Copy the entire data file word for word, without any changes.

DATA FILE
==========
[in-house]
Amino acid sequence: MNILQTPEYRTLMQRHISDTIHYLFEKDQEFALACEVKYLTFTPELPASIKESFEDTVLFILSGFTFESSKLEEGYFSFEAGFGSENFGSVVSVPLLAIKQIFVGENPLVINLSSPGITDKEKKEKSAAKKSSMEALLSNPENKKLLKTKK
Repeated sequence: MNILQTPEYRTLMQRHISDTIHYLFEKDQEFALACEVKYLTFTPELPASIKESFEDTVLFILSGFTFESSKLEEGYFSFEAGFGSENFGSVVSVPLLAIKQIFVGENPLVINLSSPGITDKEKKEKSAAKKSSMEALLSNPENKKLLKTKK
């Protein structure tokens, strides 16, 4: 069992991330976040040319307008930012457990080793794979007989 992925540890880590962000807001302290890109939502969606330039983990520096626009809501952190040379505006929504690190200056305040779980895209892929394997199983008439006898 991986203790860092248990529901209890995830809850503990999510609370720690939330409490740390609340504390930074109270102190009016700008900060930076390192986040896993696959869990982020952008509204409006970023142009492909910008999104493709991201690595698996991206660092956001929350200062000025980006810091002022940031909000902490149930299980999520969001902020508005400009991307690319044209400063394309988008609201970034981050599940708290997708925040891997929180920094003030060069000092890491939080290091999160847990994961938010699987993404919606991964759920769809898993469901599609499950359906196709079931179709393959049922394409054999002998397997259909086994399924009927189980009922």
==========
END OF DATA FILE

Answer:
[in-house]
Amino acid sequence: MNILQTPEYRTLMQRHISDTIHYLFEKDQEFALACEVKYLTFTPELPASIKESFEDTVLFILSGFTFESSKLEEGYFSFEAGFGSENFGSVVSVPLLAIKQIFVGENPLVINLSSPGITDKEKKEKSAAKKSSMEALLSNPENKKLLKTKK
Repeated sequence: MNILQTPEYRTLMQRHISDTIHYLFEKDQEFALACEVKYLTFTPELPASIKESFEDTVLFILSGFTFESSKLEEGYFSFEAGFGSENFGSVVSVPLLAIKQIFVGENPLVINLSSPGITDKEKKEKSAAKKSSMEALLSNPENKKLLKTKK
């Protein structure tokens, strides 16, 4: 069992991330976040040319307008930012457990080793794979007989 992925540890880590962000807001302290890109939502969606330039983990520096626009809501952190040379505006929504690190200056305040779980895209892929394997199983008439006898 991986203790860092248990529901209890995830809850503990999510609370720690939330409490740390609340504390930074109270102190009016700008900060930076390192986040896993696959869990982020952008509204409006970023142009492909910008999104493709991201690595698996991206660092956001929350200062000025980006810091002022940031909000902490149930299980999520969001902020508005400009991307690319044209400063394309988008609201970034981050599940708290997708925040891997929180920094003030060069000092890491939080290091999160847990994961938010699987993404919606991964759920769809898993469901599609499950359906196709079931179709393959049922394409054999002998397997259909086994399924009927189980009922």